When journalists, pundits and Main Street complain about the ever expanding size of Goldman Sachs' bonuses, the criticisms roll like water off the squid's back. But the Wall Street Journal is reporting that some Goldman shareholders are latest to cry foul. And unlike pretty much everybody else, their opinion actually matters. I think this is kind of fascinating.
Why are shareholders mad? Because if less money went to Goldman's bankers, more could go to investors. The Journal explains:
One frustration: Despite record net income and compensation at Goldman as markets rebound and the firm outmuscles weakened rivals for business, analysts expect its 2009 earnings per share to be 22% lower than in 2007 and roughly equal to its 2006 earnings, according to Thomson Financial.
If I were an investor that would likely annoy me too. After all, Goldman Sachs is a corporation, so it should be rewarding its investors in proportion to its success.
The WSJ says that Goldman's somewhat sneaky use of temporary employees and consultants to make their per employee bonuses appear smaller than they actually are also has shareholders fuming:
The figure is a lightning rod for criticism of Goldman because its staff is on pace to earn about $717,000 apiece for 2009. Excluding temporary employees and consultants would increase compensation per employee to about $775,000.
For decades Goldman and its Wall Street brethren have been arguing that enormous bonus pools are necessary to retain the best talent. I don't think shareholders are necessarily disagreeing with that maxim here. Instead, they're more concerned with getting those bonus sizes out of the stratosphere, even if only a little closer to earth, so that shareholders can be rewarded in better proportion. Besides, if Goldman's per employee bonus number was reduced a bit, the rest of the Street still wouldn't be able to compete with it's comp numbers, so I highly doubt its talent would have any greener pastures to flee to anyway.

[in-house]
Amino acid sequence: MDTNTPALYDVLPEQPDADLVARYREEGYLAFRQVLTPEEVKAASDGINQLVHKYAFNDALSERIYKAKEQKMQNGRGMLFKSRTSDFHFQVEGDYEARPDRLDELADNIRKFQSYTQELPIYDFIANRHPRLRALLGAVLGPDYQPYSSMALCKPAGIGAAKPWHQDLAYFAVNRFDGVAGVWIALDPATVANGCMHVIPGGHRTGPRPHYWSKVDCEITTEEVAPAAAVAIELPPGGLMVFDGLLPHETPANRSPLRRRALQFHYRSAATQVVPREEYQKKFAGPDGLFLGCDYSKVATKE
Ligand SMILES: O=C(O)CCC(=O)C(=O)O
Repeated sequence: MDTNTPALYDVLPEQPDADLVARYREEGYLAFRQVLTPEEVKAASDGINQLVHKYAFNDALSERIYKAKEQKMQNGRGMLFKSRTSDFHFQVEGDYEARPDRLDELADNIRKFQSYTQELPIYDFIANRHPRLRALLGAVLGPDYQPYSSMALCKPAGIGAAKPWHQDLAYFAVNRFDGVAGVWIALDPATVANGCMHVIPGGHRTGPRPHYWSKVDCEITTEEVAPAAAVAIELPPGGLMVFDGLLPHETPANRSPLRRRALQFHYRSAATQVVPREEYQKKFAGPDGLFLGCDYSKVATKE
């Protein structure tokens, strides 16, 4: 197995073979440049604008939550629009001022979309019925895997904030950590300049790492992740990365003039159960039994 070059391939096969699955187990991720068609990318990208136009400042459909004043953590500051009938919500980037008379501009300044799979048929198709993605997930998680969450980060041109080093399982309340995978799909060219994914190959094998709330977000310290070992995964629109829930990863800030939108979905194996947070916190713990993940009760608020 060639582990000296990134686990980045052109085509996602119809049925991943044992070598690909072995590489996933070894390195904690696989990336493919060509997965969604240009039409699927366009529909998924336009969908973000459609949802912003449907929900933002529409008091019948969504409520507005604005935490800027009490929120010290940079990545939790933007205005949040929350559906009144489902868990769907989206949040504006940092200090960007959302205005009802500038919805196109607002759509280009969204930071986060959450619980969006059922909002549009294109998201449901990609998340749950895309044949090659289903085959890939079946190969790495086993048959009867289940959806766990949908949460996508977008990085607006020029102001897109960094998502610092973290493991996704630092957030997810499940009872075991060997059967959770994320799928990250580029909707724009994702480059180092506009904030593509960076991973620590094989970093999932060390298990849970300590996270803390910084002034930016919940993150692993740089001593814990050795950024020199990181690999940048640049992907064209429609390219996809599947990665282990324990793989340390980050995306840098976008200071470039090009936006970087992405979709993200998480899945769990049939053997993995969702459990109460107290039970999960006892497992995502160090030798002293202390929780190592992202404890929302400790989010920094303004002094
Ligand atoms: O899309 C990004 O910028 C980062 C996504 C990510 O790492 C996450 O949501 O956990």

This development is also notable because it marks the first time I've heard of that it isn't the angry masses with pitchforks complaining about Goldman's bonuses -- it's their own shareholders, many of whom are a lot closer to the Wall Street crowd than the Main Street crowd.
There would be a couple nice consequences for Goldman listening to its shareholders on this one. First, it would boost their share value, making their equity more attractive. And don't forget: Goldman pays a fair chunk of its bonuses in shares, so that would actually benefit its employees too. Second, obviously its shareholders would be happier, which is an end most corporations strive for. Finally, it might help to calm the angry mobs.
I think this issue is particularly interesting in the case of Goldman, because it was one of the last major investment banks to convert from a partnership to a corporation. While that should mark a major change in corporate culture, this incident makes it appear that its management still isn't used to putting shareholders first. If its bankers really have no intention of appeasing shareholders, then one option might be to convert back to a partnership -- then its employees would be entitled to every cent of its earnings. Of course, getting there wouldn't be easy, but it's really their only way out of ignoring the shareholders' voice.
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